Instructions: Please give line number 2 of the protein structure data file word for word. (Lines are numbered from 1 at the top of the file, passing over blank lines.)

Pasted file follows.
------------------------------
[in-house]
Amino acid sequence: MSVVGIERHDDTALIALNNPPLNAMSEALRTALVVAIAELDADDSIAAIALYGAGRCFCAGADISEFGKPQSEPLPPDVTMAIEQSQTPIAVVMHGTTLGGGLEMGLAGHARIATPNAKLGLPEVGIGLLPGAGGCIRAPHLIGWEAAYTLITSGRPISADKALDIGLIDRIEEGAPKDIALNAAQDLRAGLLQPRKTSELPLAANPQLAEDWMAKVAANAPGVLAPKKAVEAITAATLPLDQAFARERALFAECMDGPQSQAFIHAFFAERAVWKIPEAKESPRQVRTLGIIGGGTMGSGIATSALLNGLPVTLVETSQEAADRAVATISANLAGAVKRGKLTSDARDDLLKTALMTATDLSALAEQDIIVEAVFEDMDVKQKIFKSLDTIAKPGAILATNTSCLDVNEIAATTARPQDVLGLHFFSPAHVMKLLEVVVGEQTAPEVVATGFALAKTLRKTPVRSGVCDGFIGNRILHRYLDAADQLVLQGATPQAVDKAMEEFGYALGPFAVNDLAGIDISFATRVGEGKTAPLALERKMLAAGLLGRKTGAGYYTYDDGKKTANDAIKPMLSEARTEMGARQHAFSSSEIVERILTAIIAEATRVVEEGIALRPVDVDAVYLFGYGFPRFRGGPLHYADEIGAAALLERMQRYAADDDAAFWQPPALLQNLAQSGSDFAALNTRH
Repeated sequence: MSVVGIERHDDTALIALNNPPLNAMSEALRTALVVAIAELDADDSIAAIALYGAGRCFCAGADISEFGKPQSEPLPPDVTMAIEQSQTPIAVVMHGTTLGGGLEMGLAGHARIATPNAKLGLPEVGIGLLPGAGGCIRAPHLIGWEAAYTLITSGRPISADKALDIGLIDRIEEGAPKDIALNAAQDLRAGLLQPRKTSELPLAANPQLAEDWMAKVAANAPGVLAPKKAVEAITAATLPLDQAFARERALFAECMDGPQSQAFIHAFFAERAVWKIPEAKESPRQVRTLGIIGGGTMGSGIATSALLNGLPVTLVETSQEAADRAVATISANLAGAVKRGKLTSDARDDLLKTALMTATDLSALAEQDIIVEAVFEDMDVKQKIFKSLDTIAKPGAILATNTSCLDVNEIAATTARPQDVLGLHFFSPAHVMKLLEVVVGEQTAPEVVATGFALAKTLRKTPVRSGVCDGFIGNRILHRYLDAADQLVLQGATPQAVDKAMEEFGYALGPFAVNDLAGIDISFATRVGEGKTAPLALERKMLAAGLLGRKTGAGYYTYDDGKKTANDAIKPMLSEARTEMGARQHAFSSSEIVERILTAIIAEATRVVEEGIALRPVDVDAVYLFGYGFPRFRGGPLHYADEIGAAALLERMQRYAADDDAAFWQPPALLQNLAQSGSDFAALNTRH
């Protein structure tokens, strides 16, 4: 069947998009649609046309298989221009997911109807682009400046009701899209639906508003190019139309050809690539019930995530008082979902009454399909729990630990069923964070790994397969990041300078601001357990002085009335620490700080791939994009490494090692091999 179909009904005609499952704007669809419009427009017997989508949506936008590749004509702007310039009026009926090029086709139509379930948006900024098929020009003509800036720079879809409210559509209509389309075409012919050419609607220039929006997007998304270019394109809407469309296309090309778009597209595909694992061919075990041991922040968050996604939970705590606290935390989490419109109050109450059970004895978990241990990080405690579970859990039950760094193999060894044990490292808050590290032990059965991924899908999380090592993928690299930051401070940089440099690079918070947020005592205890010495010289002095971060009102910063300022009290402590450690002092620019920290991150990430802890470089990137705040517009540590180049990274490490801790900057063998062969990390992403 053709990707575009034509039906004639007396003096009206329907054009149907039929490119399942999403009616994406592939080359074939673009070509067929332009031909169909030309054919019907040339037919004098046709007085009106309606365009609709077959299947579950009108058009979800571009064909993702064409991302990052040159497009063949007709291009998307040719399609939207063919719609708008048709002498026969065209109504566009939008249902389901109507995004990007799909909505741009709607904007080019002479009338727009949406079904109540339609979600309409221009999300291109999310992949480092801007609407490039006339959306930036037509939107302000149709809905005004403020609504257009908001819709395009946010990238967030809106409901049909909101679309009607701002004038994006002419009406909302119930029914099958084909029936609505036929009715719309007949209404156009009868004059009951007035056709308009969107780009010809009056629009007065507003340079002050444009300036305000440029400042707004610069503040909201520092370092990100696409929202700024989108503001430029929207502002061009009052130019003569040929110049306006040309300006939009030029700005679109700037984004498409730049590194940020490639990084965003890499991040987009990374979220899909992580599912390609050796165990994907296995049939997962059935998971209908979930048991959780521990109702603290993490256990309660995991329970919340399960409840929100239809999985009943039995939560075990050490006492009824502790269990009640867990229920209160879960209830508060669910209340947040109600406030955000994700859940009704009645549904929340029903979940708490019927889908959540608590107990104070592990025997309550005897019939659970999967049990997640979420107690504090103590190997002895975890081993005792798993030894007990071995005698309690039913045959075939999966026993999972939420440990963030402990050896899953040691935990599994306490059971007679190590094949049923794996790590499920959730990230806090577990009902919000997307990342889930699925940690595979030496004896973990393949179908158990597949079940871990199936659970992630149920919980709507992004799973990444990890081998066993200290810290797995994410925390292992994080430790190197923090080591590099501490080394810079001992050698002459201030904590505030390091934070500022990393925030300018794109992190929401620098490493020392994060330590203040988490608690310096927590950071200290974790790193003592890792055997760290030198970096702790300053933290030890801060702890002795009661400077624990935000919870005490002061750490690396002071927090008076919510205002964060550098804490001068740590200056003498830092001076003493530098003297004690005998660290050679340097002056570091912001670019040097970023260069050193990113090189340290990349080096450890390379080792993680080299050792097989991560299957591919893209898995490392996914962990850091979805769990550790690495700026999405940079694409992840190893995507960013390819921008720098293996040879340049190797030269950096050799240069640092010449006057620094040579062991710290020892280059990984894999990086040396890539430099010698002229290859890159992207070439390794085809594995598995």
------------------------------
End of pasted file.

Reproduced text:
Amino acid sequence: MSVVGIERHDDTALIALNNPPLNAMSEALRTALVVAIAELDADDSIAAIALYGAGRCFCAGADISEFGKPQSEPLPPDVTMAIEQSQTPIAVVMHGTTLGGGLEMGLAGHARIATPNAKLGLPEVGIGLLPGAGGCIRAPHLIGWEAAYTLITSGRPISADKALDIGLIDRIEEGAPKDIALNAAQDLRAGLLQPRKTSELPLAANPQLAEDWMAKVAANAPGVLAPKKAVEAITAATLPLDQAFARERALFAECMDGPQSQAFIHAFFAERAVWKIPEAKESPRQVRTLGIIGGGTMGSGIATSALLNGLPVTLVETSQEAADRAVATISANLAGAVKRGKLTSDARDDLLKTALMTATDLSALAEQDIIVEAVFEDMDVKQKIFKSLDTIAKPGAILATNTSCLDVNEIAATTARPQDVLGLHFFSPAHVMKLLEVVVGEQTAPEVVATGFALAKTLRKTPVRSGVCDGFIGNRILHRYLDAADQLVLQGATPQAVDKAMEEFGYALGPFAVNDLAGIDISFATRVGEGKTAPLALERKMLAAGLLGRKTGAGYYTYDDGKKTANDAIKPMLSEARTEMGARQHAFSSSEIVERILTAIIAEATRVVEEGIALRPVDVDAVYLFGYGFPRFRGGPLHYADEIGAAALLERMQRYAADDDAAFWQPPALLQNLAQSGSDFAALNTRH